There was a hint of nervous tension among the German (WR:1) team as they took to the field for their quarter-final encounter with Switzerland (WR:8). It might have been the vociferous crowd or the fact that they were missing the services of the excellent Mats Grmabusch, who was reported as suffering an ankle injury, but the first few minutes saw German players making errors and Switzerland very much on the front foot. Switzerland were the first to press the opposition’s ‘keeper but after eight minutes of uncharacteristically harried play, the German goal machine started to roll. Marco Miltkau found the net to put his side ahead after good attacking play by Dan Nguyen created space and wrong footed Lars Kleikemper in the Swiss goal. The second German goal came from the slickest of passing moves. The ball was swept from one end of the pitch to the other and Martin Haner was on hand to deflect it past Kleikemper into the corner of the goal. Switzerland started the stronger in the second half, with Florian Feller coming close to scoring. His shot eluded the outstretched foot of Tobias Walter but scraped past the post to safety. Having negotiated the spell of pressure, Germany began to wear down the Swiss with some probing passes that were eventually rewarded with a penalty corner. Christopher Ruhr needed no second invitation and the ball flew into the roof to give his side a 3-0 cushion. The last action of the game saw Ruhr nearly double his tally as he made a tremendous run the length of the pitch before his vicious shot struck the post and bounced to safety. Speaking after the game Fabian Pehlke praised both his own team and the opposition. “The Swiss made us work very hard and we had to be patient. But it was great to play in front of such a crowd. The enclosed space of an indoor arena such as this makes for a very special atmosphere.”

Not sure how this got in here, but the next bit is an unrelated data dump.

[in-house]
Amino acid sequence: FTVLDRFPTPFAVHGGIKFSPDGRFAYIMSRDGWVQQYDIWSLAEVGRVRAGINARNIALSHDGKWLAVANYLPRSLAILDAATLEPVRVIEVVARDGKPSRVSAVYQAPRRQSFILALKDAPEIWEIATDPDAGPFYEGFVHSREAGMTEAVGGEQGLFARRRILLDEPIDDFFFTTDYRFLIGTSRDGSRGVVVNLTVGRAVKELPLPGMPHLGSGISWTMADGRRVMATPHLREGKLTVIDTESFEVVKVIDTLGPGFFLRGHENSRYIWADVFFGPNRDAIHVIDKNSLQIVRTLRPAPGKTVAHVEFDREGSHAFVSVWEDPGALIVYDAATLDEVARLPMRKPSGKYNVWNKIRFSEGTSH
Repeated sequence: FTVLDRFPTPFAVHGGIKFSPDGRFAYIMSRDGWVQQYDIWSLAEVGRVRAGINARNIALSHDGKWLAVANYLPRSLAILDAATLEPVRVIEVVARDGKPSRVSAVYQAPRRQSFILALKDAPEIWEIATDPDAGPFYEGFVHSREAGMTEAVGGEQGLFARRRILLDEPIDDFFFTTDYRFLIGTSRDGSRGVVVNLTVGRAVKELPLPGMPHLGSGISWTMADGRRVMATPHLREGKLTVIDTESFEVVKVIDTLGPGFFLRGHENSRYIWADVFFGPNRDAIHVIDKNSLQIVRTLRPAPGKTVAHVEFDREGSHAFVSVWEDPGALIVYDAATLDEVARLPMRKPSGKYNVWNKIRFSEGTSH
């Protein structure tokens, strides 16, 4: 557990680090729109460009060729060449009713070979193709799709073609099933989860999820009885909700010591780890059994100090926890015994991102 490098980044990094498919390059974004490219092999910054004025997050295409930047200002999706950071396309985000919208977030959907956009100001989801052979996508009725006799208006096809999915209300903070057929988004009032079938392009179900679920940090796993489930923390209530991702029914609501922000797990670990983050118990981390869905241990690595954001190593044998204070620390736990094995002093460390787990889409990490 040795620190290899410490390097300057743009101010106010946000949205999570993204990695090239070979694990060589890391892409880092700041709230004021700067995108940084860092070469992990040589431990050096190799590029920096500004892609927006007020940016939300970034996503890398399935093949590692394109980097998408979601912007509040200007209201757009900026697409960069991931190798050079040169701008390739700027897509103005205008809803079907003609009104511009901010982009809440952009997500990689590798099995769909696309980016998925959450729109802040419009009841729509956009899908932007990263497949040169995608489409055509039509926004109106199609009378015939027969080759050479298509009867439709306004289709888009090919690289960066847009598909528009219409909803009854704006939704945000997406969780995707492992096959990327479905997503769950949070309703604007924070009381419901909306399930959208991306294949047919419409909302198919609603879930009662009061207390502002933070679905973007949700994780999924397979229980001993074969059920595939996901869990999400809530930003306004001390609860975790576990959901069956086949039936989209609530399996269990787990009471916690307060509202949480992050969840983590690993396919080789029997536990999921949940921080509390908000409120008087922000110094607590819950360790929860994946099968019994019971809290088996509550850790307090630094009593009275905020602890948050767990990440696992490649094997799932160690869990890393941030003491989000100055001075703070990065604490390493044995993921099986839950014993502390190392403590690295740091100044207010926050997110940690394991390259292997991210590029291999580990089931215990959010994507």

Australia 4, Belgium 2.
This match, between the two lowest ranked teams among the eight quarter-finalists, was always going to be a cracker. In the early phase however, it looked to be one-way traffic as Australia (WR:14) rushed to a 2-0 lead as, firstly Jack Hayes and then Jake Sherren, found a way past Jeremy Gucassoff in the Belgium goal. Australia have impressed throughout this competition with their route one style of attacking play but an equal willingness to get back and defend with energy. It was a style that Belgium (WR:16) found hard to contend with in the opening minutes of play. When the Red Lions did break into the Australia circle they found Benjamin Rennie alert and agile as he palmed away aerial attempts from Cedric Charlier and Gaetan Dykmans. Belgium knew they would need something special to get back into the game and that came from the stick of Tom De Groote. His penalty corner drag flick rocketed into the top of the Australia goal and a new sense of energy began to take hold of the Belgium team. With 11 minutes left on the clock, this fascinating encounter changed direction again as Jack Hayes scored his second goal and Australia’s third. Hayes found himself with just the keeper to beat, which he duly did. There were more twists in the story yet. With three minutes to play, Belgium came back and made it 3-2 as Tanguy Zimmer added his name to the score-sheet. Throwing everything into the victory, Belgium removed their ‘keeper. Australia got a break and somehow James Knee managed to dive and, with his body fully horizontal, he got a stick on the end of a pass to deflect it into the Belgium empty goal. Game over and Australia through to the semi-finals.